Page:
London & South Western 4-2-2-0 Locomotives in Great_Britain

Class Details by Steve Llanso of Sweat House Media

Class T7 (Locobase 9962)

Data from "Mechanical Engineering", Engineer, Volume 85, No 1 (7 January 1898), pp. 16-17; "New Locomotive Types of 1897",The Railway World, Volume VII [7] (7 April 1898), pp. 120, 129; "An English Four-Cylinder Engine" Railroad Gazette, Volume XXX [30], No 38 (23 September 1898), p. 683; Ernest L Ahrons, The British Steam Locomotive from 1825 to 1925 (London: Ian Allan, 1927), p. 301-302; Michael Duffy, "Rail Stresses, Impact Loading, and Locomotive Design" in History of Technology No 9 (London: Bloomsbury Academic, 1984), p. 61; and "LSWR T7 class" in Wikipedia encyclopedia at [], last accessed on 17 July 2022. (Note: David Maidment's 2020 ebook L & S W R Drummond Passenger & Mixed Traffic Locomotive Classes: A Survey & Overview offers considerable operational detail on the T7 and E10s.

(Thanks to Alexander Blessing for his 29 January 2022 email noting the absence of a T7 record, which led to Locobase's rediscovering this earlier entry lableled only by the engine number, and supplying Locobase with details on the design and a link.)

This single Eight-wheeler was spun from the C8 class of engines (Locobase 9671) to explore the power available in a four-cylinder layout in which inside cylinders drove the front driving axle and outside cylinders turned the rear axle. The goal was to produce a locomotive powerful enough to do without a pilot (helper) locomotive.

The "Double Singles's inside valves followed a typical pattern; they lay between the two cylinders and were actuated by link motion. Valves supplying the outside cylinders were set below the cylinders. Railroad Gazette commented "there is some advantage in this arrangement as it enables the valves to drop from their seats when the engine is running without steam."

All four valves used a "very ingenious" steam-assisted reversing gear, added the Engineer's account, that could set all four using a single lever from the cab. Railway World noted that the original set of cylinders were to have 16 1/2" (419 mm) diameters, but were reduced to match the boiler's steaming capacity. Still later, the boiler's inability to supply adequately four single-expansion cylinders led to a reduction in diameter to 14" (356 mm) each. Total cylinder volume decreased from 10.64 cu ft to 9.26 cu ft

Spacing the drivers an unusually long 11 ft apart allowed for the long firebox whose basic firebox heating surface area came to 142 sq ft (13.19 sq m). This was supplemented by Drummond's cross-firebox water tubes that added another 215 sq ft (19.97 sq m) of heating surface that Engineering calculated afforded a 3:1 greater heat transfer than the firetubes in the boiler.

A 1905 boiler redesign increased tube heating surface area to 1,392 sq ft (129.32 sq m), reduced water tube area to 195 sq ft (18.12 sq m), and increased basic surface area to 173 sq ft (16.07 sq m). Total firebox heating surface area decreased by 26 sq ft (2.42 sq m). Total evaporative heating surface increased to 1,760 sq ft (163.51 sq m).

Five E10 Double Singles (road numbers 369-373), often described as the "production version" of the T7, emerged from Nine Elms in 1901. Although they followed the original design, their boilers

Ahrons noted the 720's design "was never copied on any other railway." He acknowledged the advantages of the design's choice to divide power and use a long firebox. "But", he added, "it had the disadvantage of irregular turning moment, and also irregular balancing effects owing to the absence of coupling rods."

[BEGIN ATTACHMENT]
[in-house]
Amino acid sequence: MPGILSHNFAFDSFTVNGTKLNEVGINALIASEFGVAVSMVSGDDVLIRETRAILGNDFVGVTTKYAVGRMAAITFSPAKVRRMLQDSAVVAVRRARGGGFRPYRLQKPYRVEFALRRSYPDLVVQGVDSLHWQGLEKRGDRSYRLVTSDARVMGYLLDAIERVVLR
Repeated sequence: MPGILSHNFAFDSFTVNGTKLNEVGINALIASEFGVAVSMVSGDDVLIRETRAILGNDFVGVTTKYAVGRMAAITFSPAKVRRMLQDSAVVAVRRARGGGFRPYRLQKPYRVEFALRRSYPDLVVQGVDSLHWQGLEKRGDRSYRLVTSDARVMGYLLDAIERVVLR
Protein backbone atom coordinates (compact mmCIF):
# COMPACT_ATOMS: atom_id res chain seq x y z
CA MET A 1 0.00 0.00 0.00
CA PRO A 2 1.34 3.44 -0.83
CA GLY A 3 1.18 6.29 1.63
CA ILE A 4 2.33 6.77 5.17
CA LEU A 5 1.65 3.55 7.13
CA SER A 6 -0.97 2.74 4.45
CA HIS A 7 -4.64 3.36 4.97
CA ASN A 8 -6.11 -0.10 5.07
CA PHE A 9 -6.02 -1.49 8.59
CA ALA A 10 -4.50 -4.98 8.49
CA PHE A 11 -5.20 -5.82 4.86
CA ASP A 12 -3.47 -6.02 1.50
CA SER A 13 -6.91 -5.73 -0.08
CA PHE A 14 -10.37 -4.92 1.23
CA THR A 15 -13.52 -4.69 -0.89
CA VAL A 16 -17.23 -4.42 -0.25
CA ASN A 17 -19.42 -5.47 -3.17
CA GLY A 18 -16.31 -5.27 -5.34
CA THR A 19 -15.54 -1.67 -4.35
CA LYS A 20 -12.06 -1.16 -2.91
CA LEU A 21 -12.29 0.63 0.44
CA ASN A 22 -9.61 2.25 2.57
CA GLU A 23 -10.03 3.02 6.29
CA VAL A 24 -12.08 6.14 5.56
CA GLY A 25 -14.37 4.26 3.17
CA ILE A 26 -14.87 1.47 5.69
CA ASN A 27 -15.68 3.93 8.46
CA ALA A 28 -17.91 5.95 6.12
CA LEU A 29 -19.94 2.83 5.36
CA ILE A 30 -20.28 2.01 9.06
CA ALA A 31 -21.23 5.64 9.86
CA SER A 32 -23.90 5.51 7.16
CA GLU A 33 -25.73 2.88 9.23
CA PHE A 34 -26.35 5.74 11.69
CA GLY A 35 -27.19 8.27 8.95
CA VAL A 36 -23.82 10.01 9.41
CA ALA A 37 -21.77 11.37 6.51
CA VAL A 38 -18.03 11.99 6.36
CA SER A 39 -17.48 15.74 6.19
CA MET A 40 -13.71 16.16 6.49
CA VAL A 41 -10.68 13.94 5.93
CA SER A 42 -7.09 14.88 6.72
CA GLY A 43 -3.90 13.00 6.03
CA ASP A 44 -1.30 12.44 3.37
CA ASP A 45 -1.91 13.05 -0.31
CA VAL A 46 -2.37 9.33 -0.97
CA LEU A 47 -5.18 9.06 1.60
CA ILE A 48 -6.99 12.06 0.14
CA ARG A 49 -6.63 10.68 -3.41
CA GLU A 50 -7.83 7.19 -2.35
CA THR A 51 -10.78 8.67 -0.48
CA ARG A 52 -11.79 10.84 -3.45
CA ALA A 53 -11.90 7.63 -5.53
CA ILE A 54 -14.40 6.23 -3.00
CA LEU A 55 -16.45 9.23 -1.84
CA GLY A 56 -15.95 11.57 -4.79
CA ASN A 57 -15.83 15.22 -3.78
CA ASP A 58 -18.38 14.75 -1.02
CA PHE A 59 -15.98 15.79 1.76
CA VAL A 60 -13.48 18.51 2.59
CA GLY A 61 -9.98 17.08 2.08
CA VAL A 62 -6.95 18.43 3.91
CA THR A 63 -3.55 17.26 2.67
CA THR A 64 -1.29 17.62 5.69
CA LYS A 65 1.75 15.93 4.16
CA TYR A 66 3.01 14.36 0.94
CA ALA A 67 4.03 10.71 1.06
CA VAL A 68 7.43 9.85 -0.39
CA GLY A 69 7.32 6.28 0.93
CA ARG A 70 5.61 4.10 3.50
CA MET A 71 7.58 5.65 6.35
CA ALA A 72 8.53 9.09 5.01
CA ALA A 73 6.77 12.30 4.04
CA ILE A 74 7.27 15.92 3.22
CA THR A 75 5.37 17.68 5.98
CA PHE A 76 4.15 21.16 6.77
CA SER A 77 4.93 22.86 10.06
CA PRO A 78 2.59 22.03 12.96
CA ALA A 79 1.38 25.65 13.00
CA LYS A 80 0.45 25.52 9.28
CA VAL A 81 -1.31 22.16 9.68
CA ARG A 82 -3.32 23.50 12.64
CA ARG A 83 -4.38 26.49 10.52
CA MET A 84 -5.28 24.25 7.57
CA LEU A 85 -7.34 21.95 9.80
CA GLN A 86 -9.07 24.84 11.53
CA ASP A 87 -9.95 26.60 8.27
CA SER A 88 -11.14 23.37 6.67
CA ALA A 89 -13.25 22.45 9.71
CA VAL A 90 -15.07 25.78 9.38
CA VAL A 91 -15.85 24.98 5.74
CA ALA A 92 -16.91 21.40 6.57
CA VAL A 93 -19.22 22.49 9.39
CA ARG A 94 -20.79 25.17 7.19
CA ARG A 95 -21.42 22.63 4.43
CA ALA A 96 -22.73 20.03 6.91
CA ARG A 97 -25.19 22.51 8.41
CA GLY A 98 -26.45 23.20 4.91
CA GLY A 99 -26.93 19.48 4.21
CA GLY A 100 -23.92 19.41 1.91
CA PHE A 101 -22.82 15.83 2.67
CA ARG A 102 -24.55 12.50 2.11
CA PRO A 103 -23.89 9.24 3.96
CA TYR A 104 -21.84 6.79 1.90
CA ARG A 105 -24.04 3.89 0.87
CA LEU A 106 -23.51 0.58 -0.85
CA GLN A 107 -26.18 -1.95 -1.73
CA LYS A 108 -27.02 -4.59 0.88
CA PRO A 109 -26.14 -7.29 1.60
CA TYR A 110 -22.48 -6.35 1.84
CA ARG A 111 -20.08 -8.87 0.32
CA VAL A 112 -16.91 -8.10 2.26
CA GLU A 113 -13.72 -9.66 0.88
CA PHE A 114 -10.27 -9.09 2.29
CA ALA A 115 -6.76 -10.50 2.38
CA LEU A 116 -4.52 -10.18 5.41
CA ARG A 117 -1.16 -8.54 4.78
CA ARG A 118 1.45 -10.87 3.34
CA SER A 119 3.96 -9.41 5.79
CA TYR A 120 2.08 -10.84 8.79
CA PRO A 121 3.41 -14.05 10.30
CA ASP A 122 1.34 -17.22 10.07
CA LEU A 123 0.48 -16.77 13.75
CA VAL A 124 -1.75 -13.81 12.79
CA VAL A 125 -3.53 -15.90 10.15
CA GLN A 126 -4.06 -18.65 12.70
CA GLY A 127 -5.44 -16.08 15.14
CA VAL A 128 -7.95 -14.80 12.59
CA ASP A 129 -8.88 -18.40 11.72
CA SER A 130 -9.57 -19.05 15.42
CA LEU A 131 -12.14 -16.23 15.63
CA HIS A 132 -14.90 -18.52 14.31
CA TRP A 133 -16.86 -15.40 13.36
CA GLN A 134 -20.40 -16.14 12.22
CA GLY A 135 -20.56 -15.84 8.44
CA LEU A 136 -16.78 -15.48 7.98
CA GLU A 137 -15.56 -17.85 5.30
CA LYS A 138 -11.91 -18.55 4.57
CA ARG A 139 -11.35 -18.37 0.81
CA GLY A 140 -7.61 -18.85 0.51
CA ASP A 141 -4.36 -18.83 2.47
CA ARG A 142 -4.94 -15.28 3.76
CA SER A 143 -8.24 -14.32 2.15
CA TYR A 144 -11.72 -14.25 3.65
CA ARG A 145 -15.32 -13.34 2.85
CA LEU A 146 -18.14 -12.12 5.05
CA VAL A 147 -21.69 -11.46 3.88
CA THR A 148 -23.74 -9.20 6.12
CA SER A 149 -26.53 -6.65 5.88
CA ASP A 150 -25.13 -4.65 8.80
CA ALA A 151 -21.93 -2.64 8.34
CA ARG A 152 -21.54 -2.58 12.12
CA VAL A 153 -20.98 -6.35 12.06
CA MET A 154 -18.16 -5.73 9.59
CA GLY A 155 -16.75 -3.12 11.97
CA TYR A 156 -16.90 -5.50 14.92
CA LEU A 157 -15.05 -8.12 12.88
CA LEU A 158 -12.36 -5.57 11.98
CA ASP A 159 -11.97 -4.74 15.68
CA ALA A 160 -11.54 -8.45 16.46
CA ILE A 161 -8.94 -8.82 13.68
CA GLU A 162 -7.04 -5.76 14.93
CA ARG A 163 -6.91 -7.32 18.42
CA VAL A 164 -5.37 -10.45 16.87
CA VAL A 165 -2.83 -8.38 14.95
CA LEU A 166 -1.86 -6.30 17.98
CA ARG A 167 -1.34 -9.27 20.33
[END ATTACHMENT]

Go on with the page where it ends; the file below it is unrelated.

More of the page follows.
Michael Duffy summarized the shortcomings of uncoupled divided drive in a different way: "Leaving off the coupling rods ...resulted in a tendency for the 'Double-Singles' to slip excessively, wherever they operated ...What is more, as the two sets of driving wheels could slip independently, the four cranks could get out of the phase in which the reciprocating masses provided self-balance."

Blessing notes that the six locomotives remained on the roster when the L&SWR was folded into the Southern Railway. The last of them was retired in 1927.

Principal Dimensions by Steve Llanso of Sweat House Media

Locobase ID9962
RailroadLondon & South Western
CountryGreat Britain
Number in Class1
Road Numbers720
Number Built1
BuilderNine Elms
Valve GearStephenson and Joy
Locomotive Length and Weight
Driver Wheelbase (ft / m)11 / 3.35
Engine Wheelbase (ft / m)26 / 7.92
Ratio of driving wheelbase to overall engine wheelbase 0.42
Overall Wheelbase (engine & tender) (ft / m)50.50 / 15.39
Axle Loading (Maximum Weight per Axle) (lbs / kg)42,336 / 19,203
Weight on Drivers (lbs / kg)84,448 / 38,305
Engine Weight (lbs / kg)122,192 / 55,425
Tender Loaded Weight (lbs / kg)106,064 / 48,110
Total Engine and Tender Weight (lbs / kg)228,256 / 103,535
Tender Water Capacity (gals / ML)5160 / 19.55
Tender Fuel Capacity (oil/coal) (gals/tons / Liters/MT) 5.50 / 5
Minimum weight of rail (calculated) (lb/yd / kg/m)
Geometry Relating to Tractive Effort
Driver Diameter (in / mm)78 / 1981
Boiler Pressure (psi / kPa)175 / 12.10
High Pressure Cylinders (dia x stroke) (in / mm)15" x 26" / 381x660 (4)
Tractive Effort (lbs / kg)22,313 / 10121.02
Factor of Adhesion (Weight on Drivers/Tractive Effort) 3.78
Heating Ability
Tubes (number - dia) (in / mm)277 - 1.5" / 0
Flues (number - dia) (in / mm)
Flue/Tube length (ft / m)12
Firebox Area (sq ft / m2)394 / 36.60
Grate Area (sq ft / m2)27.40 / 2.55
Evaporative Heating Surface (sq ft / m2)1701 / 158.03
Superheating Surface (sq ft / m2)
Combined Heating Surface (sq ft / m2)1701 / 158.03
Evaporative Heating Surface/Cylinder Volume159.93
Computations Relating to Power Output (More Information)
Robert LeMassena's Power Computation4795
Same as above plus superheater percentage4795
Same as above but substitute firebox area for grate area68,950
Power L17852
Power MT

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